Monday, November 06, 2006

By any means necessary?

But first, a plea from your sister:
Registered voters: If you have not yet voted, and you are reading this on Tuesday, stop. Now. Get your keys. Leave home. Find your polling place. Vote. Then come back and read. I promise you, this blog will still be here when you return. Barring a cataclysm on the Internet that is beyond my control.

OK. Thank you for engaging in that exercise in civic responsibility. Now, to the question for the day: what are "appropriate" cultural influences to be used as grist for public theology? In a recent class, Mel Gibson's 'The Passion of the Christ' was part of the background material assigned for our reflections on violence. At the time it was released, I took a stand that I was not going to support Mr. Gibson's work by allocating my time or my money. Publicity on this film was so ubiquitous at that time, though, it was hard to avoid. Even the promo clips gave me nightmares. I was seriously disturbed by the professor's assigning this work.

Speaking of civic responsibility, though: in doing public theology, should we go by the "any means necessary" school? Go with what catches public attention? I.E., if the public conversation is on Mel's The Passion, do we have a responsibility to address it? Do we propose alternatives? Or avoid it altogether? Can we stick with the sanitized/pretty versions? The fact is that no unbiased version of the story exists. How can we responsibly engage with the 'spin' that's already in the marketplace of ideas?

If The Passion were released today, I'd have to say that I would use it, despite my squeamishness and theological disagreements with the filmmaker. I would try to offer resources for processing the sights, sounds, and ideas viewers encountered. Frankly, after that level of violence, I think we move beyond the field of education and into the realm of pastoral care.

I think anything in the marketplace of ideas is fair game for public theology. Particularly if it makes me uncomfortable, it needs my attention. Sure, I'd rather spend my days practicing my interpretive skills on Veggie Tales. But, we have a penchant for moving from the bright Saturday morning cartoons to the ominous mood music of The Da Vinci Code, Mel's version of The Passion, the Left Behind series. In class discussion, I called The Passion pornographic, in its use of violence to stir the viewer. I used The Matrix in a Pizza & A Movie video series at church a few years ago. Extremely violent? Without a doubt. But powerful, potent in its ability to engage the imagination around themes of faith. I don't think we get to stay in 'G' rated films. Our world is not 'G' rated, our imaginations are not 'G' rated. Even when we like to pretend they are.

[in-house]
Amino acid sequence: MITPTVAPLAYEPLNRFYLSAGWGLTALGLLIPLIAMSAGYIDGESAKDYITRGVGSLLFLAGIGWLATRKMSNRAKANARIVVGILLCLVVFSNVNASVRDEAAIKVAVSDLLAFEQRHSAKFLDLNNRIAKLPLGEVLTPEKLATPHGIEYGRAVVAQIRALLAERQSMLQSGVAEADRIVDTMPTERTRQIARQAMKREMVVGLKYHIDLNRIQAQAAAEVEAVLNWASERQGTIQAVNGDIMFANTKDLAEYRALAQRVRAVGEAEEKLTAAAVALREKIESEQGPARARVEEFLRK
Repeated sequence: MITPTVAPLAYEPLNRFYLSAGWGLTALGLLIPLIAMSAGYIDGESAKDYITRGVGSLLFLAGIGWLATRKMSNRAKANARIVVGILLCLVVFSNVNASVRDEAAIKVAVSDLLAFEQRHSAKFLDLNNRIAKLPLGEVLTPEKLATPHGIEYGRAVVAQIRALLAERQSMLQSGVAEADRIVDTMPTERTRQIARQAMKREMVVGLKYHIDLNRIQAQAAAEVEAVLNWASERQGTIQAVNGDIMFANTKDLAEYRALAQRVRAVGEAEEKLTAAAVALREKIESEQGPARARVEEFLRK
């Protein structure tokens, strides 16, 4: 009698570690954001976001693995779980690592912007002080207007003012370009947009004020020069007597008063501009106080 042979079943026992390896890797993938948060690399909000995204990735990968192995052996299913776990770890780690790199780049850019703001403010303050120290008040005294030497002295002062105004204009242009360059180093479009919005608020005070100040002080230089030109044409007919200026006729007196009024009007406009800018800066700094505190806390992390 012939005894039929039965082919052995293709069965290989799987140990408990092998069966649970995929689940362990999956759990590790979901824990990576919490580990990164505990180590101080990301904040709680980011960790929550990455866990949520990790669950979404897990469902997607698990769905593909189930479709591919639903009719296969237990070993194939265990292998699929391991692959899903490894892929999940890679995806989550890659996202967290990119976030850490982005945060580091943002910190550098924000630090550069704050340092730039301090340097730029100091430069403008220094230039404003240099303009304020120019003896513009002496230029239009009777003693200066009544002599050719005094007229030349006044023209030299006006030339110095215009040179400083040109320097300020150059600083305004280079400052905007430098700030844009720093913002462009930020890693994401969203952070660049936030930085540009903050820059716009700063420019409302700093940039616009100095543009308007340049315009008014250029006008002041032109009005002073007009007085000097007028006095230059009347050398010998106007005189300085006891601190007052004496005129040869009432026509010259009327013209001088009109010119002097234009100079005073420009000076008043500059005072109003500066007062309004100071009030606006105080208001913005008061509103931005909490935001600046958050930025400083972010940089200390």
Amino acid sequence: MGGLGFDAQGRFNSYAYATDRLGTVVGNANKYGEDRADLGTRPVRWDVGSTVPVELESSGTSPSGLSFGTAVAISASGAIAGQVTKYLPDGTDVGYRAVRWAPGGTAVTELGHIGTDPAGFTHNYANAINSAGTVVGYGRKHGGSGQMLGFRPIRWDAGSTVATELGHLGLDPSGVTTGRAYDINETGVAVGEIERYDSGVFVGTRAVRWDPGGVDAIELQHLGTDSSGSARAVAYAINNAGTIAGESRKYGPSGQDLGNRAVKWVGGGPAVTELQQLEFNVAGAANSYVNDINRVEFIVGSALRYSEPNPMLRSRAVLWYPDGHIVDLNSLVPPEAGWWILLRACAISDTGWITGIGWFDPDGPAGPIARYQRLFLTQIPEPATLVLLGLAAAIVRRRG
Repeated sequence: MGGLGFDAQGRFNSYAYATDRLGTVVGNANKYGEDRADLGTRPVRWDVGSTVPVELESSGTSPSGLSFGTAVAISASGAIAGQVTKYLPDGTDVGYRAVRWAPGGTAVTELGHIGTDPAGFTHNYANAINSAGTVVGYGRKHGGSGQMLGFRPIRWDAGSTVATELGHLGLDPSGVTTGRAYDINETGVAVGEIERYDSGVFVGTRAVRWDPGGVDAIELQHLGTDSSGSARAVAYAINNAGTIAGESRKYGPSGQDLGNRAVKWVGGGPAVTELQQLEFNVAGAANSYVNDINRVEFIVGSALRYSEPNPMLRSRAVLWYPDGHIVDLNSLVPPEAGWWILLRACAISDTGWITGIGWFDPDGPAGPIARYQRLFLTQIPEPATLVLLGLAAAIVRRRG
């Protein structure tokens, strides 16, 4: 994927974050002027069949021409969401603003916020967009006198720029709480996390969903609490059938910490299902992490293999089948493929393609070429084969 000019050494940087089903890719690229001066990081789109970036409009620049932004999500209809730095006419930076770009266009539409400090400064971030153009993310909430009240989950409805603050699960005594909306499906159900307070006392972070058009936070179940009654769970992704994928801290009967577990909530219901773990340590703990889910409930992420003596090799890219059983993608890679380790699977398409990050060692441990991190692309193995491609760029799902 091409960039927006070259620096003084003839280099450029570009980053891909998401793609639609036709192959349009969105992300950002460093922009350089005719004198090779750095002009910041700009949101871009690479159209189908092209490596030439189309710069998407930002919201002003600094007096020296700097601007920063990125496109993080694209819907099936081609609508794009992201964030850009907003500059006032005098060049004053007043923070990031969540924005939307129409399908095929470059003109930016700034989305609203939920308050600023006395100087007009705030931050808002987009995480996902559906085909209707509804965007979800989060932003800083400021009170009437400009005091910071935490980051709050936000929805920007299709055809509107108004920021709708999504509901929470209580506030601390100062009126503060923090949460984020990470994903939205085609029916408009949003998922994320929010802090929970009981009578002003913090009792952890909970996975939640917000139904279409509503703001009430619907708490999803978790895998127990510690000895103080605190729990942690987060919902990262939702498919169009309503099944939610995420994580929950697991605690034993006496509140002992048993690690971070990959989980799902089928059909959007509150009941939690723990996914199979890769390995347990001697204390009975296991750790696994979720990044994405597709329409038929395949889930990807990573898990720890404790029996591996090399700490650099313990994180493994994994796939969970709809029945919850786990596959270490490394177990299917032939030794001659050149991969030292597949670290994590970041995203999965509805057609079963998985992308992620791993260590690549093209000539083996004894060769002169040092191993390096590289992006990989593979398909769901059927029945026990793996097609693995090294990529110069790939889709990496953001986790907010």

Call for comments: what's fair game in public theology? If public theology is everyday God-talk, what's usable from our cultural melange? TV? Books? Video? What tools do you use? Do you consider anything off limits?


Becky said...

I have to preface with a disclaimer. I caught a lot of crap for using "The Gospel According to the Simpsons" at one point. And so I am pretty conservative when it comes to using film and other media.

I have stumbled over theology in some pretty unlikely places. I hate to admit it, but much as Sponge Bob Square Pants bugs me, the funky yellow thing has introduced some pretty interesting theological discussion around our family dinner table.

There are awesome opportunities for theological reflection in mainstream media. The Matrix rocks, even though I have to suck up my own distaste for it's violence. The Star Wars films, Harry Potter films, and Lord of the Rings films, are great places to begin theological reflection. As well as "Holes," "Patch Adams," and "Crash."

I like the way you have embraced the reality that pop culture and media are not our enemy when we engage in public theology. They really should be our starting point!

Thanks for helping me get past my own bias on the Gibson film.

Ben G Bundles said...

Of course nothing should be off limits when engaging in 'public thoelogy'. Today more than ever, we are bound into the world around us by TV, internet etc which forces so much more external influence into our spiritual lives. An American Christian's sphere of influence of only 20 years ago would no doubt have been more limited than today - the disemination of ideas/cultures/other faiths and beliefs via the internet, not to mention the ridiculous number of TV channels, means that we're entering an age where 'religion' does not need to include a God as the controlling power, because 'information flow' has taken its place. Whereby lifes questions and quandries were answered by religious scriptures and teachings, they can now be answered by Google.